How Should TV News Deal With Guests Who Lie to the Media?


Joe Biden's campaign took the unusual step of pleading with the networks to stop booking Trump lawyer Rudy Giuliani, part of a larger media strategy.

Television news, particularly cable news, is a format well-suited for partisan combat. But Donald Trump's surrogates, among them attorney Rudy Giuliani and political strategist Corey Lewandowski, are stress-testing TV news outlets across the board in the run-up to possible impeachment, raising questions about how networks should tolerate guests who, as in Lewandowski's case, have admitted to misleading the media.

"Sir, the $1.5 billion is simply not true. It is not true," This Week on ABC moderator George Stephanopoulos told Giuliani during a Sept. 29 segment about the activities of Joe Biden's son, Hunter Biden. "Maybe I'm wrong," responded Giuliani, who was even testier with Face the Nation moderator Margaret Brennan on CBS the same morning. "Maybe you all are so blinded because this is a Democrat, you're not doing your job properly," he told her.

Those two appearances, on television shows watched by an average of seven million Americans every week, finalized a decision by Biden's presidential campaign to send a letter to 17 network executives and anchors to "demand" that they cease booking the former mayor of New York City. (To date, none of the recipients have publicly responded to the letter.)

A Biden campaign advisor tells The Hollywood Reporter that the letter was part of a larger effort to patrol media coverage of the candidate's ties to Ukraine amid the backlash to President Trump's controversial call with the country's leader this summer.

"It's part of a larger way the campaign is responding to Donald Trump's lies, learning the lessons of the way the media covered his lies in 2016 and refusing to let that happen again," the campaign advisor says. "I think that we have positively, absolutely affected coverage. It's being covered responsibly in large part because of how adamant and aggressive we have been in insisting that it be covered responsibly."

Veteran media executives doubt the networks will be swayed by the letter as long as Giuliani remains a central player in a larger story of presidential misconduct. Joe Peyronnin, a former CBS News executive who now teaches journalism at New York University, predicts the letter "will have no real impact" considering that Giuliani "speaks for the president."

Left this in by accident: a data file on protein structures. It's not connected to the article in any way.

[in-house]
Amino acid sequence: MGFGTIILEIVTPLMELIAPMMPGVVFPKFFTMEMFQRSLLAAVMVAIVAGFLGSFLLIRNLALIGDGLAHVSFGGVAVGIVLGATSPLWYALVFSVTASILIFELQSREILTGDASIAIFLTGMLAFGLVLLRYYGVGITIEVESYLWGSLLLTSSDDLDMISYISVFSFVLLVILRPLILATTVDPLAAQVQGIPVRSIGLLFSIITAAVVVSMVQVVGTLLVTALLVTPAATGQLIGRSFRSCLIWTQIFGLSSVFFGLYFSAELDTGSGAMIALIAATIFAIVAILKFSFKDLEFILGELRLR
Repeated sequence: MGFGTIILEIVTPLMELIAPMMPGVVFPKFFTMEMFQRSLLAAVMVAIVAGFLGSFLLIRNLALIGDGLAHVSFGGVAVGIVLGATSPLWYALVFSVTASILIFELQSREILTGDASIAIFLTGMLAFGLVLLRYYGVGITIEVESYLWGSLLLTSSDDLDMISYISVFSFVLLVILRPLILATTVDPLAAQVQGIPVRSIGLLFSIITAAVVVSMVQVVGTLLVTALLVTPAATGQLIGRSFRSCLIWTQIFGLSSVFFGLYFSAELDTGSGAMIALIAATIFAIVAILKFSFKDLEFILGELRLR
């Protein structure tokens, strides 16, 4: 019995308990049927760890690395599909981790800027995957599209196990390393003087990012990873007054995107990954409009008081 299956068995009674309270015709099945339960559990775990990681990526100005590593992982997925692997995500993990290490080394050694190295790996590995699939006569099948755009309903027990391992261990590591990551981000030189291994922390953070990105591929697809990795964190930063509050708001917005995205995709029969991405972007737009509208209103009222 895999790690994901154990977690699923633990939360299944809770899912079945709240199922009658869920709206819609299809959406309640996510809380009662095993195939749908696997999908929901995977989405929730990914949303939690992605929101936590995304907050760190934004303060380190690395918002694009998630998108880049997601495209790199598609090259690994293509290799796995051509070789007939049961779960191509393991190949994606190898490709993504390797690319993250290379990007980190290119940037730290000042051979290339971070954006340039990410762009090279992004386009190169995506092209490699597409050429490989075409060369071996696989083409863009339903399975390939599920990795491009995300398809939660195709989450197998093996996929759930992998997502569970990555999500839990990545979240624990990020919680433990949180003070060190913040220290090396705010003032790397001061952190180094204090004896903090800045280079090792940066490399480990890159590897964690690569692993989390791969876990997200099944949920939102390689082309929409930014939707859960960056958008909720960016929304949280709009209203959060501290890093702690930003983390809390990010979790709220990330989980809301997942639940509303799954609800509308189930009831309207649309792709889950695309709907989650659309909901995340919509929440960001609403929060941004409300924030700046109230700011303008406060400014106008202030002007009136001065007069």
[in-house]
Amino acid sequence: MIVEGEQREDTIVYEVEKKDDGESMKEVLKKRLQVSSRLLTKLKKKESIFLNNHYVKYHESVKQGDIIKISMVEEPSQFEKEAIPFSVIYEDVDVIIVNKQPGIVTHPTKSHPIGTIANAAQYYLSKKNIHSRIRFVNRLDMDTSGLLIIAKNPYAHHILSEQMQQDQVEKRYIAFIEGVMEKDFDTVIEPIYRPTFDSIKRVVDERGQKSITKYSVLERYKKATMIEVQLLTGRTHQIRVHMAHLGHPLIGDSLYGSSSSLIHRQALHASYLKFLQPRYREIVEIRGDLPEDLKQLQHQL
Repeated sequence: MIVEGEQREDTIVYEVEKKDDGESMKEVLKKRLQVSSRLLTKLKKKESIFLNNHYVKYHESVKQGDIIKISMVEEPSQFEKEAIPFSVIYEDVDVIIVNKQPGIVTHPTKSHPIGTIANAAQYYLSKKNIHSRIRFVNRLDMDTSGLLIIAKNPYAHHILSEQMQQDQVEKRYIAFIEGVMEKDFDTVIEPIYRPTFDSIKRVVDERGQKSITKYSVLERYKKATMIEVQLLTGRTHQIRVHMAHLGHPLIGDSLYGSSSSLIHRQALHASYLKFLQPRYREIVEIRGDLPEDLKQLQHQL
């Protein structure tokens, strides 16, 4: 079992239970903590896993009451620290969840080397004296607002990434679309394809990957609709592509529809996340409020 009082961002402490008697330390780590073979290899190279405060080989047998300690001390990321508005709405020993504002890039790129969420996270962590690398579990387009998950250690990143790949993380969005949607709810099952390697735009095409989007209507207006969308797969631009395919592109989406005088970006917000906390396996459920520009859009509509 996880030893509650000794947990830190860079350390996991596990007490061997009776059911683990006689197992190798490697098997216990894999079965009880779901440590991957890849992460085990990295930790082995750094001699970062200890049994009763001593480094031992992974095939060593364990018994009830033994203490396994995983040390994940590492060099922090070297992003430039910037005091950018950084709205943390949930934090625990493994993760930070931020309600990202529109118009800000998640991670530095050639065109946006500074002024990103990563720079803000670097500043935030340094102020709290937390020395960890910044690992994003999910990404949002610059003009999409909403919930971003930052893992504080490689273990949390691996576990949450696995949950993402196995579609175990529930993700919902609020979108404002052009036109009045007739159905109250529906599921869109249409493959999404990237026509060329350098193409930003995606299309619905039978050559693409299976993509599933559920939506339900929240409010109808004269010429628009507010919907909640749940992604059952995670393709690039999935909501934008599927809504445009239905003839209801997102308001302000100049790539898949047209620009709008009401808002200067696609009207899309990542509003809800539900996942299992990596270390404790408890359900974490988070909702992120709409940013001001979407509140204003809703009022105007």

"I thought it was a smart move on their part, because it illuminated or clarified the issue pretty starkly," says former CNN U.S. president Jon Klein. "It also is impossible for news organizations to make a decision like that because a campaign asked them to. In that sense, it can be a little self-defeating. For the very reason that the Biden campaign is asking for it, no network can agree it."

Assuming the networks continue to book Giuliani, the Biden campaign asked them to "give an equivalent amount of time to a surrogate for the Biden campaign" to debunk the former New York City mayor's comments about Biden and Ukraine. (Congressman Cedric Richmond was offered to the Sunday shows as a counter-weight.)

"I doubt the Biden campaign really expects networks to respond, let alone stop booking Giuliani, who is obviously newsworthy as the president’s lawyer," says Andrew Heyward, the former CBS News president who is leading a research project on television news at Arizona State's Walter Cronkite School of Journalism. "It’s a shot across the bow designed to encourage relentless fact-checking and context-providing, not to mention to engender the kind of attention we’re giving the letter now."

Giuliani's combativeness on television has also raised eyebrows. On the Sept. 24 episode of The Ingraham Angle on Fox News, Giuliani called progressive commentator Chris Hahn an "idiot" and a "moron," imploring him repeatedly to "shut up."

"It’s hard not to book him," Hahn says of Giuliani. "However, he should be held to the same or higher standards. Hosts need to call out his lies and contradictions."

While even Giulani's critics acknowledge his relevance, Lewandowski's fitness for television is a "pretty open-and-shut case," Klein says, after the former Trump campaign manager copped to lying to the media earlier this month.

"I have no obligation to be honest with the media," Lewandowski told a congressional panel on Sept. 17 after being confronted with video evidence of his deceit: an interview he gave to MSNBC's Ari Melber in February.

But Lewandowski is welcome back on Melber's show, the host says now: "I think Corey is the person who ran the Trump campaign and remains, according to Robert Mueller, a 'fact witness,' which means his views are very important and relevant to the things he was around for."

"Does that mean I would have him on endlessly as an expert if he continues to lie? No," Melber says. "I wouldn't have him on needlessly if he proves to consistently lie about everything."

Giuliani and Lewandowski are not the first talking heads to mislead television viewers. But, Melber says, "it's far more extreme now, and we have to be far more careful on what the end product is."

"[Lewandowski] is certainly not the first to lie to the media (and not the last)," says news anchor Greta Van Susteren, now with Gray Television. "What makes him different is that he admitted it."

Despite the wishes of the Biden campaign, Melber says that Giuliani still has an open invitation to appear on his show, The Beat. "I’ve invited him personally," he says, "and my message to Mr. Giuliani would be: What are you afraid of?"

A version of story first appears in the Oct. 1 issue of The Hollywood Reporter magazine. To receive the magazine, click here to subscribe.